Superflattery: The art of getting what you want
- 13 June 2012
- From the section Magazine
How do you get someone to do something they definitely DO NOT want to do? Lucy Kellaway, of the Financial Times, finds out how flattery will get you (almost) anywhere.
The other day I got an email asking me to go to Scotland to give a speech for charity. There were three powerful reasons to decline the invitation. I don't like going anywhere that can't be reached by bicycle from north London. I hadn't heard of the charity and barely knew the woman who wrote the message.
Yet rather than say No, I found myself saying Yes instead.
To understand how on earth this could have happened, I've been studying the emails that went to and fro between us, and have drawn four universal lessons about how to get people to do things they don't want to do. This, after all, is what management is all about, and jolly difficult it is, too.
But this woman got it right. Her first email began: "We haven't met yet, but I hope we will." She went on to profess a huge fondness for my columns in the Financial Times and claimed that the charity's committee would be "utterly over the moon" if I turned up.
As I read her first message, I found myself strangely disabled. It was not so long ago that I finally learned how to say No. It turns out to be surprisingly easy - you simply say, "No". But this time I forgot myself and gave a reason. Scotland was too far away, I said.
In a flash she replied it wasn't far away at all. The train journey would be wonderful with comfy seats, breathtaking views and nice ladies bringing free biscuits.
What could I do but buckle and say Yes?
The first lesson from this is about the extraordinary power of flattery. This woman laid it on with the biggest trowel she could find. What was interesting that even though I didn't actually believe she was a HUGE fan etc, I was softened up anyway.
This is strange but true. According to a recent study from the Hong Kong University of Science and Technology , flattery still works even when the recipient knows it is insincere.
The second lesson is about the even more extraordinary power of peer pressure.
The woman told me that two colleagues of mine had agreed to give the speech in the past. She picked her peer group perfectly. Had I been told that previous speakers were David Cameron and Henry Kissinger, I would have been unmoved. But these two women are a more successful and busier version of me. If they were generous with their time, then a nagging voice in my head said I ought to be too.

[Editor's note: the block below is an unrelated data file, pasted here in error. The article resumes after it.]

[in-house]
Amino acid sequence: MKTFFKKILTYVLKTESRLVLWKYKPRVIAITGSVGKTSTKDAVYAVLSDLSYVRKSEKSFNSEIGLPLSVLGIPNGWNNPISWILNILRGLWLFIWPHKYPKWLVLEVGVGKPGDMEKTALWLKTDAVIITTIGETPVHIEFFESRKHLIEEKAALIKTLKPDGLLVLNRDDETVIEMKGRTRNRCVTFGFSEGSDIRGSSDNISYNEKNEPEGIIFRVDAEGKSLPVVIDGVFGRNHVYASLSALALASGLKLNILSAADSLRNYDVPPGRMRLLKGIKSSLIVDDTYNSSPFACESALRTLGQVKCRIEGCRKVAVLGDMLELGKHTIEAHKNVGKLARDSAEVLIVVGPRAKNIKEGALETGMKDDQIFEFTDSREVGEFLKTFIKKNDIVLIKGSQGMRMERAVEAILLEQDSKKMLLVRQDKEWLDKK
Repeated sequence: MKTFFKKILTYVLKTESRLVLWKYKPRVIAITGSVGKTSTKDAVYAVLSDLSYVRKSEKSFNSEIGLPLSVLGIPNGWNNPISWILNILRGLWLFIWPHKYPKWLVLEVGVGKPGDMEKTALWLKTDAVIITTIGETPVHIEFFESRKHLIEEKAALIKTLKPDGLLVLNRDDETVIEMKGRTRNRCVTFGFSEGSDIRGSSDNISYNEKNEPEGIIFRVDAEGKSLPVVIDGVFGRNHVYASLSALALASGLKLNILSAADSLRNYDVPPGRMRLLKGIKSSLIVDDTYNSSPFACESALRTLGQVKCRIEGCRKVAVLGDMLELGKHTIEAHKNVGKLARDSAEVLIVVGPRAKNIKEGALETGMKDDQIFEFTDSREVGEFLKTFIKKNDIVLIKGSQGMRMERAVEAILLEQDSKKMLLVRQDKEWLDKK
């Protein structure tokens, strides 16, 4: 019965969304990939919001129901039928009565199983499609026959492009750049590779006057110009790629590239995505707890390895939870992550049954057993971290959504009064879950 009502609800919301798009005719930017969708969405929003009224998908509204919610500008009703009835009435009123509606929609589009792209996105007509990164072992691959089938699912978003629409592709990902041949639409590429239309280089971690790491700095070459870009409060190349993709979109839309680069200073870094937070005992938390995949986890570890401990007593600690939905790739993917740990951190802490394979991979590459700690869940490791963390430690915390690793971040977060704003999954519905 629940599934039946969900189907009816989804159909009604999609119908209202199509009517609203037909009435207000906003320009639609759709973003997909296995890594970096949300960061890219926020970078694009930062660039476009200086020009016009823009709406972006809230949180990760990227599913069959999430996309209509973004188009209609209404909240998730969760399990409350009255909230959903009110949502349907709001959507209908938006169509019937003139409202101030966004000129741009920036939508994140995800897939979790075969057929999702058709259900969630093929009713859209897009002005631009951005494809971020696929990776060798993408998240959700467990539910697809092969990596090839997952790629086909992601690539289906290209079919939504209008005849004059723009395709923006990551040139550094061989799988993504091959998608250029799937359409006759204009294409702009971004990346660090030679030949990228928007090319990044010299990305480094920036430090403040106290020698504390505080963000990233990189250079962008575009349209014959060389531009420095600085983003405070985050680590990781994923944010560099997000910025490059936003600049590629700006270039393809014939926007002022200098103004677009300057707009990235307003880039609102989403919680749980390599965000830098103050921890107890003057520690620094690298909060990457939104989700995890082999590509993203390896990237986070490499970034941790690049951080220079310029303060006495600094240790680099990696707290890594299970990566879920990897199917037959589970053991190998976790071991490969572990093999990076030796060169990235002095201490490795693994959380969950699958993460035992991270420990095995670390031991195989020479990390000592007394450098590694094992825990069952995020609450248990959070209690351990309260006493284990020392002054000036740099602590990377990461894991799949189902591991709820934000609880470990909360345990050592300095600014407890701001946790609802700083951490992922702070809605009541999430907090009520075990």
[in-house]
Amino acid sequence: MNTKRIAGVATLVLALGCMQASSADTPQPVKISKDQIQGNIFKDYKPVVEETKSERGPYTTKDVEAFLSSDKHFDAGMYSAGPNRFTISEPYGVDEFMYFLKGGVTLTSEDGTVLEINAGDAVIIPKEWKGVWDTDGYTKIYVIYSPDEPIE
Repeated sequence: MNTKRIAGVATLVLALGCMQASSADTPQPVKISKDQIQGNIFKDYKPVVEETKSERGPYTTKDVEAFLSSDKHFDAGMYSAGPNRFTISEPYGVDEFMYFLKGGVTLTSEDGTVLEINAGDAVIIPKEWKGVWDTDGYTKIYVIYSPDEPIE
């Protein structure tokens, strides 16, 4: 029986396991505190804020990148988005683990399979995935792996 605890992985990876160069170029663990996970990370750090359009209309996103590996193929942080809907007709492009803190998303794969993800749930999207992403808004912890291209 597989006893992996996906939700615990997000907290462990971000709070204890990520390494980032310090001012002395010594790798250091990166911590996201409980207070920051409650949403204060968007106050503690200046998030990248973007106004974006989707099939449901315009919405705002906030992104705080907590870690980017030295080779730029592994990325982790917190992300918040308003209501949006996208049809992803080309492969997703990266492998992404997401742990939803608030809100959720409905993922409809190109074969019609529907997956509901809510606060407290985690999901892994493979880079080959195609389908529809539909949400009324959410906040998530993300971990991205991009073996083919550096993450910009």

This is pretty spineless, sheep-like thinking, but it's also perfectly normal.
I remember reading a study by the psychologist Robert Cialdini showing that guests in hotels were overwhelmingly more inclined to reuse towels if they were told that other, similar, guests in the same hotel had done so before.
Having successfully appealed to my inner egomaniac and my inner sheep, she was halfway there; instead of saying No, I gave my fatal No-but. The third lesson says: seize on any excuse and demolish it with all the energy and charm you can muster.
Most surprising is the fourth lesson: that hard facts have almost no traction when compared to these psychological ploys. I still don't really know what this charity does, as the link to it in the original email didn't work.
I hope there may be one further lesson from this story. As I board the train from King's Cross and sit back and enjoy the free biscuits and the view, I may discover that Yes can sometimes be a better answer than No.
Further reading from around the web
While a clothing store may woo customers with a spot of empty flattery, Havard Business Review points out that it can backfire - especially in the workplace.
"Research by Darren Treadway, of the University at Buffalo, and others shows that... when dished out in personal interactions, ham-handed flattery generates a negative response. If a supervisor perceives a subordinate's flattery as a ploy to get ahead, she'll tend to rate the employee lower on job performance (in this study, supervisors rated employees on cooperative workplace behaviour). But when she's fooled into thinking the sentiments are sincere, the supervisor rates the complimenter higher, Treadway tells us.
"So you're taking a chance when you flatter the boss. You could improve your performance rating, but if you're inept, your stock will fall.
"We asked Treadway how his findings square with Chan and Sengupta's [shop flyer] results about the effects of insincere flattery. Perhaps, he says, there's something inherently different about a high-stakes, personal interaction - when a real relationship exists between the parties, the perceived sincerity behind the flattery may be more important."
But an article in The Economist on how to rise through the ranks at work begs to differ - it argues that the ambitious should master the art of flattery: "Jennifer Chatman, of the University of California, Berkeley, conducted experiments in which she tried to find a point at which flattery became ineffective. It turned out there wasn't one."
Chatman told Reuters: "People who bring positive information, that stroke the boss, that make the boss feel good about the decisions he or she has made, that build up the boss' confidence, those people are going to do better."